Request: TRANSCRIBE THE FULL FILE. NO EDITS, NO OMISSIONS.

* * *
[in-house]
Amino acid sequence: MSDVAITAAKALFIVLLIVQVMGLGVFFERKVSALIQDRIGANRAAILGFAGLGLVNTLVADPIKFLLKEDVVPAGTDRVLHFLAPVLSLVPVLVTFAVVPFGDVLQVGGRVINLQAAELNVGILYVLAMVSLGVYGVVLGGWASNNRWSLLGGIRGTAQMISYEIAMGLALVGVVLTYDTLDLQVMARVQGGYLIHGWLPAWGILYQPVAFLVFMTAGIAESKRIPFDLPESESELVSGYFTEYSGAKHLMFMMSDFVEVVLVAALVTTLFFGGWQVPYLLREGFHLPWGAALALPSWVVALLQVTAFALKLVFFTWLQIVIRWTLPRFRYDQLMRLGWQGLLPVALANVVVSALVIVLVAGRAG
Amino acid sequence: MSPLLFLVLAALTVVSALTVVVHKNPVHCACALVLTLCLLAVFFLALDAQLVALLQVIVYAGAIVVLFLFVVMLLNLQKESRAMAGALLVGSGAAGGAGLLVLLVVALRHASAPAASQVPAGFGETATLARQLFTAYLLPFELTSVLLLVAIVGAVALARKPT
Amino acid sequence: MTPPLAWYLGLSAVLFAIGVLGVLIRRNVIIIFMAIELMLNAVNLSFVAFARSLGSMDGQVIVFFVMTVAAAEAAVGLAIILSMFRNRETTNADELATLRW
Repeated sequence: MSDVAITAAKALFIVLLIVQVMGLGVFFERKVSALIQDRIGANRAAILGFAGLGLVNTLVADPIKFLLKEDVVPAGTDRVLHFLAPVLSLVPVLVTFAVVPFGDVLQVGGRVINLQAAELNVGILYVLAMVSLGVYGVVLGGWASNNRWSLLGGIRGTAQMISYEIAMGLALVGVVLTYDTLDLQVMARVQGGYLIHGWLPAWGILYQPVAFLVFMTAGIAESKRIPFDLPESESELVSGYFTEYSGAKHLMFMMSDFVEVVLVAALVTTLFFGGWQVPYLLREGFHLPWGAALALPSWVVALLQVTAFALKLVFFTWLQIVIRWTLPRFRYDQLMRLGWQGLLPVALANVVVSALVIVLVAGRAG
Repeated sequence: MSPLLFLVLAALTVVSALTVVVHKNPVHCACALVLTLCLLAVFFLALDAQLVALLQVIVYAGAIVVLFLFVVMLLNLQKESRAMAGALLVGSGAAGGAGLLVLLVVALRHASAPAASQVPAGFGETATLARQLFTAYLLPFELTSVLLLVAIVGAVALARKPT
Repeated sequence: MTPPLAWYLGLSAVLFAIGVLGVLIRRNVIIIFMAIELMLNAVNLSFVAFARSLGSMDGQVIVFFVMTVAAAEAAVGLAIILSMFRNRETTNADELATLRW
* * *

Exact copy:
[in-house]
Amino acid sequence: MSDVAITAAKALFIVLLIVQVMGLGVFFERKVSALIQDRIGANRAAILGFAGLGLVNTLVADPIKFLLKEDVVPAGTDRVLHFLAPVLSLVPVLVTFAVVPFGDVLQVGGRVINLQAAELNVGILYVLAMVSLGVYGVVLGGWASNNRWSLLGGIRGTAQMISYEIAMGLALVGVVLTYDTLDLQVMARVQGGYLIHGWLPAWGILYQPVAFLVFMTAGIAESKRIPFDLPESESELVSGYFTEYSGAKHLMFMMSDFVEVVLVAALVTTLFFGGWQVPYLLREGFHLPWGAALALPSWVVALLQVTAFALKLVFFTWLQIVIRWTLPRFRYDQLMRLGWQGLLPVALANVVVSALVIVLVAGRAG
Amino acid sequence: MSPLLFLVLAALTVVSALTVVVHKNPVHCACALVLTLCLLAVFFLALDAQLVALLQVIVYAGAIVVLFLFVVMLLNLQKESRAMAGALLVGSGAAGGAGLLVLLVVALRHASAPAASQVPAGFGETATLARQLFTAYLLPFELTSVLLLVAIVGAVALARKPT
Amino acid sequence: MTPPLAWYLGLSAVLFAIGVLGVLIRRNVIIIFMAIELMLNAVNLSFVAFARSLGSMDGQVIVFFVMTVAAAEAAVGLAIILSMFRNRETTNADELATLRW
Repeated sequence: MSDVAITAAKALFIVLLIVQVMGLGVFFERKVSALIQDRIGANRAAILGFAGLGLVNTLVADPIKFLLKEDVVPAGTDRVLHFLAPVLSLVPVLVTFAVVPFGDVLQVGGRVINLQAAELNVGILYVLAMVSLGVYGVVLGGWASNNRWSLLGGIRGTAQMISYEIAMGLALVGVVLTYDTLDLQVMARVQGGYLIHGWLPAWGILYQPVAFLVFMTAGIAESKRIPFDLPESESELVSGYFTEYSGAKHLMFMMSDFVEVVLVAALVTTLFFGGWQVPYLLREGFHLPWGAALALPSWVVALLQVTAFALKLVFFTWLQIVIRWTLPRFRYDQLMRLGWQGLLPVALANVVVSALVIVLVAGRAG
Repeated sequence: MSPLLFLVLAALTVVSALTVVVHKNPVHCACALVLTLCLLAVFFLALDAQLVALLQVIVYAGAIVVLFLFVVMLLNLQKESRAMAGALLVGSGAAGGAGLLVLLVVALRHASAPAASQVPAGFGETATLARQLFTAYLLPFELTSVLLLVAIVGAVALARKPT
Repeated sequence: MTPPLAWYLGLSAVLFAIGVLGVLIRRNVIIIFMAIELMLNAVNLSFVAFARSLGSMDGQVIVFFVMTVAAAEAAVGLAIILSMFRNRETTNADELATLRW